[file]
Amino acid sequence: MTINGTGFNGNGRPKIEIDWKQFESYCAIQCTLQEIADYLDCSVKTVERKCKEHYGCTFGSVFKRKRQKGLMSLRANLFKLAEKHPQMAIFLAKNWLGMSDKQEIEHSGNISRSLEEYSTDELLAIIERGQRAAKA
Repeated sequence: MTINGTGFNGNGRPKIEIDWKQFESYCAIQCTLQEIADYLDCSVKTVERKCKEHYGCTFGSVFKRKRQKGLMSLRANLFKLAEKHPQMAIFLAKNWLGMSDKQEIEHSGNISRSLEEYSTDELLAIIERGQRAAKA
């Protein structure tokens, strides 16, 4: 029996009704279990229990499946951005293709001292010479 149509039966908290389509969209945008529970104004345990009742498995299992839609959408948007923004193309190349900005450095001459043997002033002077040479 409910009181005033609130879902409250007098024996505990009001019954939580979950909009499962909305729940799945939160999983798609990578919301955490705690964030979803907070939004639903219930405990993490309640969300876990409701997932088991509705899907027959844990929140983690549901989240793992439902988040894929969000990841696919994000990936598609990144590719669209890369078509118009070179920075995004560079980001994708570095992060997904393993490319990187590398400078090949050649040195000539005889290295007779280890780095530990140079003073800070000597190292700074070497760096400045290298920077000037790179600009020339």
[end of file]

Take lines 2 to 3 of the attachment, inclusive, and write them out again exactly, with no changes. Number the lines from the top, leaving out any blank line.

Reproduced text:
Repeated sequence: MTINGTGFNGNGRPKIEIDWKQFESYCAIQCTLQEIADYLDCSVKTVERKCKEHYGCTFGSVFKRKRQKGLMSLRANLFKLAEKHPQMAIFLAKNWLGMSDKQEIEHSGNISRSLEEYSTDELLAIIERGQRAAKA
């Protein structure tokens, strides 16, 4: 029996009704279990229990499946951005293709001292010479 149509039966908290389509969209945008529970104004345990009742498995299992839609959408948007923004193309190349900005450095001459043997002033002077040479 409910009181005033609130879902409250007098024996505990009001019954939580979950909009499962909305729940799945939160999983798609990578919301955490705690964030979803907070939004639903219930405990993490309640969300876990409701997932088991509705899907027959844990929140983690549901989240793992439902988040894929969000990841696919994000990936598609990144590719669209890369078509118009070179920075995004560079980001994708570095992060997904393993490319990187590398400078090949050649040195000539005889290295007779280890780095530990140079003073800070000597190292700074070497760096400045290298920077000037790179600009020339």